This brief aside should function as a check on our modern rush to find premodern corollaries of our current understandings of the plague, a point as important and relevant to social and legal historians as it is to historians of science. With the plague reoccurring every 7-10 years (with substantial regional variation) throughout the Mediterranean and its hinterlands from the fourteenth into the nineteenth century, Muslim scholars continued to wrestle with what had become an endemic problem for their societies. One common-place observation regarding Islamic jurisprudence bears reiterating here, especially considering the space I have given above to Prophetic traditions and their commentary. In formulating legal opinions, jurists did not simply adduce sources of scripture to provide an answer (even when it appeared that they were doing only this). Instead, they drew upon scholarly precedent and their own understanding of legal principles in choosing which scriptural sources and previous interpretations to privilege over others. The variation in which precedents they considered relevant, and their understanding of relevant empirical evidence, helps explain how some scholars entirely omitted Scriptural sources and interpretations with which they disagreed.
 Here and throughout I am drawing on Stearns, Infectious Ideas: Contagion in Premodern Islamic and Christian Thought in the Western Mediterranean (Baltimore: Johns Hopkins Press, 2011). On the relevant hadith and their commentaries, see Ibid., Chapter One. The best comprehensive study of the Justinian plague in the Middle East remains Lawrence Conrad, “The Plague in the Early Medieval Near East,” Princeton University PhD, 1981.
 For an overview of the narrative the plague of ‘Amwās, see Stearns, “‘Amwas, plague of” Encyclopedia of Islam, 3rd edition. For detailed studies of this narrative, see Josef van Ess, Der Fehltritt des Gelehrten (Heidelberg: C. Winter, 2001), and Lawrence Conrad, “ʿUmar at Sargh: The Evolution of an Umayyad Tradition on Flight from the Plague.” In Story-Telling in the Framework of Non-fictional Arabic Literature, edited by Stefan Leder, 488–528. (Wiesbaden: Harrassowitz, 1998).
 This post covers only Sunni materials, with the exception of the Zaydī scholar al-Shawkānī’s treatise, which itself is based entirely on prior Sunni sources. While I have not launched a comprehensive search through Shīʿa religious literature regarding writings on the plague, my general impression is that it was not a topic that attracted as much interest from Shīʿa scholars. I am not satisfied with this impression and look forward to future work on this question.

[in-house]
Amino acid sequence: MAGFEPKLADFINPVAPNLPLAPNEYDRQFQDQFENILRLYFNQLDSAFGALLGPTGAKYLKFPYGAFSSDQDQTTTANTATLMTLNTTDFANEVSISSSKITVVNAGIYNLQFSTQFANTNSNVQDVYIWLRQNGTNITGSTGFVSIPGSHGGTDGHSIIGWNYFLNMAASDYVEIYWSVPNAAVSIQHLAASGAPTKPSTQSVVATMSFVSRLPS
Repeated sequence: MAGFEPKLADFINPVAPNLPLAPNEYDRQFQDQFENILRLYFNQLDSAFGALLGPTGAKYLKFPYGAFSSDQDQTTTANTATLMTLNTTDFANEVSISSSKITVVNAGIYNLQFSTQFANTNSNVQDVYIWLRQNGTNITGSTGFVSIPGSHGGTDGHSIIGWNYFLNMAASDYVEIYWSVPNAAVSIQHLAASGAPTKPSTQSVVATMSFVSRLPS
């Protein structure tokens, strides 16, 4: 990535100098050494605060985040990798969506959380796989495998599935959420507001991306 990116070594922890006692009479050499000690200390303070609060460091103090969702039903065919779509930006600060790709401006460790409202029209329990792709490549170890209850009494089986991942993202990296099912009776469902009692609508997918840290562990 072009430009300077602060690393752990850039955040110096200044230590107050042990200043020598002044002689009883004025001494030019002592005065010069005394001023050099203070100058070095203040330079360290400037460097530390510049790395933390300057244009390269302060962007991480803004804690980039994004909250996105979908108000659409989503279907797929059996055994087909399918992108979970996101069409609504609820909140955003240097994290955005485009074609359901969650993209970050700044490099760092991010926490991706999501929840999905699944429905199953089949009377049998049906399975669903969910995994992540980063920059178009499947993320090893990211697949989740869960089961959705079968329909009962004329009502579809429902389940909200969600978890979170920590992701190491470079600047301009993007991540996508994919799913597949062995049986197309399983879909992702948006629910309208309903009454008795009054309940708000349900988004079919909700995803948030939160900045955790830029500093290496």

See Stearns, Infectious Ideas, Chapter Three.
 The literature on Galen is extensive. For an overview on Hippocratic medicine in its Galenic recension being a shared Christian and Muslim heritage, see Stearns, “Disease: Confronting, Consoling, and Constructing the Afflicted Body,” in Iona McCleery (ed.), A Cultural History of Medicine in the Middle Ages (London: Bloomsbury Publishing, forthcoming).
 See Irmeli Perho. The Prophet’s Medicine—A Creation of the Muslim Traditionalist Scholars (Helsinki: University of Helsinki, 1995).
 For a discussion of lepers in Ibn ‘Abdūn’s, the market inspector (muḥtasib) of Seville, twelfth century manual, see É. Lévi-Provençal, Trois traites hispaniques de ḥisba (Cairo:Institut français d’archeologie orientale, 1955), 50. Compare with Kristen Stilt, Islamic Law in Action: Authority, Discretion, and Everyday Experiences in Mamluk Egypt (Oxford: Oxford University Press, 2011), 83-87, for an account of a muḥtasib’s actions in fourteenth century Cairo.
 On the genre of plague treatises, see Lawrence Conrad, “Arabic Plague Chronologies and Treatises: Social and Historical Factors in the Formation of a Literary Genre.” Studia Islamica 54 (1981): 51–95.
 On these two texts, see Michael Dols’ articles, “Ibn al-Wardī’s Risāla al-naba’ ʿan al-waba’, a Translation of a Major Source for the History of the Black Death in the Middle East.” In Near Eastern Numismatics, Iconography, Epigraphy, and History: Studies in Honor of George C. Miles, edited by Dickran K. Kouymijan, 443–55. Beirut: American University of Beirut, 1974, and “Al-Manbijī’s ‘Report of the Plague’: A Treatise on the Plague of 764–65/ 1362–4 in the Middle East.” In The Black Death: The Impact of the Fourteenth- Century Plague, edited by Daniel Williman, 65–75. Binghamton, NY: Center for Medieval and Early Renaissance Studies, State University of New York, 1982.
 For the opposing views of Ibn Lubb and Ibn al-Khaṭīb, see Stearns, “Contagion in Theology and Law: Ethical Considerations in the Writings of Two 14th Century Scholars of Naṣrid Granada.” Islamic Law and Society 14 (2007): 109–29.
 See Ibn Ḥajar al-ʿAsqalānī. Badhl al-Māʿūn fī faḍl al-Ṭāʿūn. 1411. (Riyad: Dār al-‘Āṣimah, 1990) and Ibid, Fatḥ al-Bārī bi-Sharḥ Ṣaḥīḥ al-Bukhārī. 28 vols (Cairo: Maktabat al-Kullīyāt al-Azharīyah, 1978), v. 9, 172-74; v. 11, 11-13; v. 21, 276-81 and 377.
 See the foundational and rightfully influential work of Michael Dols, The Black Death in the Middle East (Princeton: Princeton University Press, 1977). On Ibn Ḥajar, see Ibid,. 111ff, and on Ibn al-Khaṭīb, Ibid., 93-94.
 I’m passing quickly over a substantial literature here, but for an insightful and nuanced approach see Behnam Sadeghi, The Logic of Law Making in Islam: Women and Prayer in the Legal Tradition (Cambridge: Cambridge University Press, 2013), Chapter One: A General Model.